The Transport Workers’ Union is again calling for food delivery riders to be better protected, saying Australia faces “a crisis of national importance” after a fourth rider died in about two months.
Uber Eats rider Bijoy Paul, a Bangladeshi national, died after reportedly being hit by a car at Rockdale in Sydney’s south on Saturday morning.
The driver of the vehicle, a 20-year-old woman, was taken to hospital for mandatory testing, and police have been investigating the circumstances of the incident.
Mr Paul's sister, Shimul Paul, that the 27-year-old was studying for his Master’s at the University of Technology in Sydney, having arrived in Australia in 2016.
He had been working as an Uber Eats rider part-time for about a year-and-a-half.
“He died while he was delivering an Uber Eats order," Ms Paul said. "He had Uber orders in his bag on his bike - it was an order from McDonald's.”
Transport Workers’ Union national secretary Michael Kaine said Mr Paul’s death was another devastating blow for riders, who were being “put on to bikes with no training or protective gear”.
He is the fourth food delivery rider known to have died in Australia since late September, following the deaths of Dede Fredy, Xiaojun Chen and Chow Khai Shien.
In a statement on Sunday, Mr Kaine said such workers had no right to insurance, and it was up to the companies to decide whether their families received support when they died.
“These tragedies will continue to happen until we get real action from governments across this country, to put in place standards for these riders and obligations for these companies,” he told SBS News on Monday.
“This is a tragedy and a crisis of national importance.”
Mr Kaine said the federal government needed to introduce a tribunal that could put in place protections for workers, and obligations on companies.
"These riders have been the heroes of this pandemic, delivering to homes and businesses while they’ve been in lockdown,” he said.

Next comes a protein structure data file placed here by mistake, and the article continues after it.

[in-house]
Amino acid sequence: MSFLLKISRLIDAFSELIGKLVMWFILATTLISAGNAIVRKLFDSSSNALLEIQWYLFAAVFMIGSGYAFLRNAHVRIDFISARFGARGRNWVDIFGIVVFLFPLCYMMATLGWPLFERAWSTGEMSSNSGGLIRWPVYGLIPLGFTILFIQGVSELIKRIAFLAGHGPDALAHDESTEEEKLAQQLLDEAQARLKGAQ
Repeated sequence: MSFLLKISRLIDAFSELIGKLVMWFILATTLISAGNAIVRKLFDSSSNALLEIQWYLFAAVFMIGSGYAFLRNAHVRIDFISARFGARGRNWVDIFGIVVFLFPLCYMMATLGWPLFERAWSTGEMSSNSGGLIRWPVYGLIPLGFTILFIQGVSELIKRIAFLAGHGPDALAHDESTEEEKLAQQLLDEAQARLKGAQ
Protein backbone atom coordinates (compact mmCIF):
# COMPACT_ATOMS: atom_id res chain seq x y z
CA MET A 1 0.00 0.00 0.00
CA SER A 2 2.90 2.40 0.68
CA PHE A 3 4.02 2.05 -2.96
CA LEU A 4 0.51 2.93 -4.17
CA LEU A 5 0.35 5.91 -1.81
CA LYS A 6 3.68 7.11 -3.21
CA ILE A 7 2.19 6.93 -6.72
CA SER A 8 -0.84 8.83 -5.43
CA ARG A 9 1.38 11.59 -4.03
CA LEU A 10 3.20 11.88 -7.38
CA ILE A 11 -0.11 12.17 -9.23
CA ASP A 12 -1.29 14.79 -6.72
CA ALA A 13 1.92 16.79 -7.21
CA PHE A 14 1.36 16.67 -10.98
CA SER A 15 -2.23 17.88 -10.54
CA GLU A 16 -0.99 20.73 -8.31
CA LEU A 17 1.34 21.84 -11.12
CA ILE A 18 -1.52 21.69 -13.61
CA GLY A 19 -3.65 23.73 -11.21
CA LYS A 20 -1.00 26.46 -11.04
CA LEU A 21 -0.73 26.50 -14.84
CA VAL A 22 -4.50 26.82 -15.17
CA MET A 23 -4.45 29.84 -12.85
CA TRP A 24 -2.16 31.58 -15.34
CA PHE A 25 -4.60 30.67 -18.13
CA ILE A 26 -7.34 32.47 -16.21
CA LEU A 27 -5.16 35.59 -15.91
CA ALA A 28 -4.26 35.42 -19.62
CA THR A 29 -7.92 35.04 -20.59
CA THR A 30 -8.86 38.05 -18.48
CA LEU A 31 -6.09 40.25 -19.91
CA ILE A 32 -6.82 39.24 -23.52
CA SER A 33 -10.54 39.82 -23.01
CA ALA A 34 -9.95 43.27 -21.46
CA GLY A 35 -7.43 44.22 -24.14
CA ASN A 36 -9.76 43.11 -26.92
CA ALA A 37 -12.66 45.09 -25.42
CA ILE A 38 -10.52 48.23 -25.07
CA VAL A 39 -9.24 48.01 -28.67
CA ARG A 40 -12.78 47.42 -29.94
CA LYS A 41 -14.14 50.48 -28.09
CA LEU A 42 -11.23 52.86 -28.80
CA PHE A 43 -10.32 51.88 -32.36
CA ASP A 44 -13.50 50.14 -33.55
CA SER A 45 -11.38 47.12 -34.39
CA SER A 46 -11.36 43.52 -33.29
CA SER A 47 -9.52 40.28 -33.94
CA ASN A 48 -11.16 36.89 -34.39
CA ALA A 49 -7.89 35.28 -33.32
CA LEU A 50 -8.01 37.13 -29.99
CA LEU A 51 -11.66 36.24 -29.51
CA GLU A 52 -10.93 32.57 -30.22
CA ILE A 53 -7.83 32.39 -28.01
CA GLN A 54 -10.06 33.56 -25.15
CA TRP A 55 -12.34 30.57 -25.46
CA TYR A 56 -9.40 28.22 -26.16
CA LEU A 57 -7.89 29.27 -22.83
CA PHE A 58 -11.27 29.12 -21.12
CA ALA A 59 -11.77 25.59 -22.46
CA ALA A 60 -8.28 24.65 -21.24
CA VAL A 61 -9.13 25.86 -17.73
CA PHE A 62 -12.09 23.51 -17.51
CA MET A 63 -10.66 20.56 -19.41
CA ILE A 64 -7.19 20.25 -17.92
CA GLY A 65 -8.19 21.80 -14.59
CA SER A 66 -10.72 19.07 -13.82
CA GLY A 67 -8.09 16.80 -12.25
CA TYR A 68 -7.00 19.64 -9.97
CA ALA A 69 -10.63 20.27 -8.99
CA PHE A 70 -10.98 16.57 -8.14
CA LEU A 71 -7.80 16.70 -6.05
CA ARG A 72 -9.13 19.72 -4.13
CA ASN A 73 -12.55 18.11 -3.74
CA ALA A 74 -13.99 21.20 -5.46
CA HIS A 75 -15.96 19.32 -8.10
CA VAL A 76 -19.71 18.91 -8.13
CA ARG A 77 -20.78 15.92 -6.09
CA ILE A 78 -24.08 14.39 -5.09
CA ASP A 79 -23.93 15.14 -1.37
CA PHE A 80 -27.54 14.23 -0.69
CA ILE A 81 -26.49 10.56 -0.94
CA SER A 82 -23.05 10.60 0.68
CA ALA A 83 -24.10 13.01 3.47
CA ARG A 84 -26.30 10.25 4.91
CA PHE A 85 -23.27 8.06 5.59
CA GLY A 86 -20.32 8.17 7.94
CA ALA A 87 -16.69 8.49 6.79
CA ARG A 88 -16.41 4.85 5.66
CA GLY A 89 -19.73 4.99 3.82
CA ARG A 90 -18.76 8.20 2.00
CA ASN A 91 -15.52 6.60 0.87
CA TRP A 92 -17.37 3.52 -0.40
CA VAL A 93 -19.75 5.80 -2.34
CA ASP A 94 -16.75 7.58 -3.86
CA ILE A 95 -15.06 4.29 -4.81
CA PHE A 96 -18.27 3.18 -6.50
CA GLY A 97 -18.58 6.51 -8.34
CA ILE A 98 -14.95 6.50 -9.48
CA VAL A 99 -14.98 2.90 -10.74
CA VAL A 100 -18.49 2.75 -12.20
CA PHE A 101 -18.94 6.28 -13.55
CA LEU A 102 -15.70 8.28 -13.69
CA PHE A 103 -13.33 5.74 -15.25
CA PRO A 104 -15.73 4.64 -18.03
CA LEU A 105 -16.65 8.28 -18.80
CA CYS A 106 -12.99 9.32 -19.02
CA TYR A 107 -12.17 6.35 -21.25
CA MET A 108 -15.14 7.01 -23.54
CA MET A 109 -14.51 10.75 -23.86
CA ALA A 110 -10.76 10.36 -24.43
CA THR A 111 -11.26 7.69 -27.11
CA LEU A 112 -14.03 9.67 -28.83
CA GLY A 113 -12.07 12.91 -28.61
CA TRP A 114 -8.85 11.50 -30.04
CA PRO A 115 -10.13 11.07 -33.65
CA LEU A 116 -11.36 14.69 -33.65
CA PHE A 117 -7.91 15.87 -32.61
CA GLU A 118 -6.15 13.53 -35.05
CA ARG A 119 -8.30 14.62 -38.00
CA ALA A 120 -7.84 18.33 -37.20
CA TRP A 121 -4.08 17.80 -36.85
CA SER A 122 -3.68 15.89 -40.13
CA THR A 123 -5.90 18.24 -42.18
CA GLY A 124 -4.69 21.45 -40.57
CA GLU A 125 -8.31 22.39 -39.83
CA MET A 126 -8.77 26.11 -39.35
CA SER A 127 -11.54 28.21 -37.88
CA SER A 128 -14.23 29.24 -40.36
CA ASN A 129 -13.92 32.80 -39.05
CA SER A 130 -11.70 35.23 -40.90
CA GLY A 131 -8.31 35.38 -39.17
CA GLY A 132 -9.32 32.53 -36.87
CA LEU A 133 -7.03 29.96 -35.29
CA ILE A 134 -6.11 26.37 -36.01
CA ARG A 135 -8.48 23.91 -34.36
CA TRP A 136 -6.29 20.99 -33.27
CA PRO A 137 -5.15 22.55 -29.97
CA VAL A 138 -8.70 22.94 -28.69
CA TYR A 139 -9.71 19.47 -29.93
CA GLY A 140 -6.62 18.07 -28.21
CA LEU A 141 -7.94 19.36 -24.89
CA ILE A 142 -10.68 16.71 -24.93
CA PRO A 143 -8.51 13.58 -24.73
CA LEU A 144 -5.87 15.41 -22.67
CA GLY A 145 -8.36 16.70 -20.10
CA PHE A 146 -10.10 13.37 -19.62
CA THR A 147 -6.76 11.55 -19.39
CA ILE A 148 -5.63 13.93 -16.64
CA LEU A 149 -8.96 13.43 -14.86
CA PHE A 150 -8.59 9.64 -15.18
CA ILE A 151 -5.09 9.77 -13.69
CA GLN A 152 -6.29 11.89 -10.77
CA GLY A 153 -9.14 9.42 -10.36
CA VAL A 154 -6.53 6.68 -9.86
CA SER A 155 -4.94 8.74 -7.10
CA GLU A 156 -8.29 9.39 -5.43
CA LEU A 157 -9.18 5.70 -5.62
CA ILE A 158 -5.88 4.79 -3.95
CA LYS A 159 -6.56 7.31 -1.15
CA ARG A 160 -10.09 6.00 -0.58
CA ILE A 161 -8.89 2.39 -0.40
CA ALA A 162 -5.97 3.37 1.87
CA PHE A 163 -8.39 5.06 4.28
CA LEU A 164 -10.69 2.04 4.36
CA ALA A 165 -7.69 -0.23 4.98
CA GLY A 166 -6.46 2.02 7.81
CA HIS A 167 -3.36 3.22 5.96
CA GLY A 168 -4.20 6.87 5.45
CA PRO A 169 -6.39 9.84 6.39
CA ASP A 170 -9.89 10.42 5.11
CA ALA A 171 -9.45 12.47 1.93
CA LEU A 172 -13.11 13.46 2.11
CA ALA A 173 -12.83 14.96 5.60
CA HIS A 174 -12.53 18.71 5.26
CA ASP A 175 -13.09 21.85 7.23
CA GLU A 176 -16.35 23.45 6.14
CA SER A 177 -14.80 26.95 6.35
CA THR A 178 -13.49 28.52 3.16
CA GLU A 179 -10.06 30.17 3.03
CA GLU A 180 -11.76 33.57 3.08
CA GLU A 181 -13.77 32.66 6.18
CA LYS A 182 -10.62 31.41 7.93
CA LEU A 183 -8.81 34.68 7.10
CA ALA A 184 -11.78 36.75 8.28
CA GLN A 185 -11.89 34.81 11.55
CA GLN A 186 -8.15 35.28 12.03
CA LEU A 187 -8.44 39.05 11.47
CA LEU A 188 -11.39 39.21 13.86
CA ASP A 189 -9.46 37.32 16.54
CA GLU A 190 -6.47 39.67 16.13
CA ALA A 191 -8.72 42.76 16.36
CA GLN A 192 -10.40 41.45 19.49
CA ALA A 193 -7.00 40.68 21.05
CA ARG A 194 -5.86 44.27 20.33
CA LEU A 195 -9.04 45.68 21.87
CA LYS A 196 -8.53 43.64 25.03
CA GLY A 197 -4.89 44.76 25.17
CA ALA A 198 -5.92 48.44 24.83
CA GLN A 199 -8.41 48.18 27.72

“They are being treated so poorly. So poorly, that they are dying on our roads.”
Industrial Relations Minister Christian Porter said states and territories were responsible for regulating and enforcing workplace health and safety laws.
"Like all other workers, those in the gig economy are entitled to a safe and healthy workplace," Mr Porter said in a statement on Monday.
"Commonwealth, state and territory work health and safety laws require a person conducting a business or undertaking (PCBU) to ensure the health and safety of all workers."
But whether a driver is considered a worker, contractor or PCBU depends on the arrangement they have with the platform they deliver for, Mr Porter said.
The TWU has notified Safe Work NSW that Mr Paul's death should be investigated as a workplace death.
An Uber Eats spokesperson said its “hearts go out” to Mr Paul’s family and friends.
The spokesperson said delivery partners in Australia are covered by a support package that includes insurance should an accident or injury occur while they are on trip.
“Road safety is a major focus for our business and we are continuing to work with delivery partners, stakeholders and governments to help make sure those who deliver with the platform can do so safely,” they said.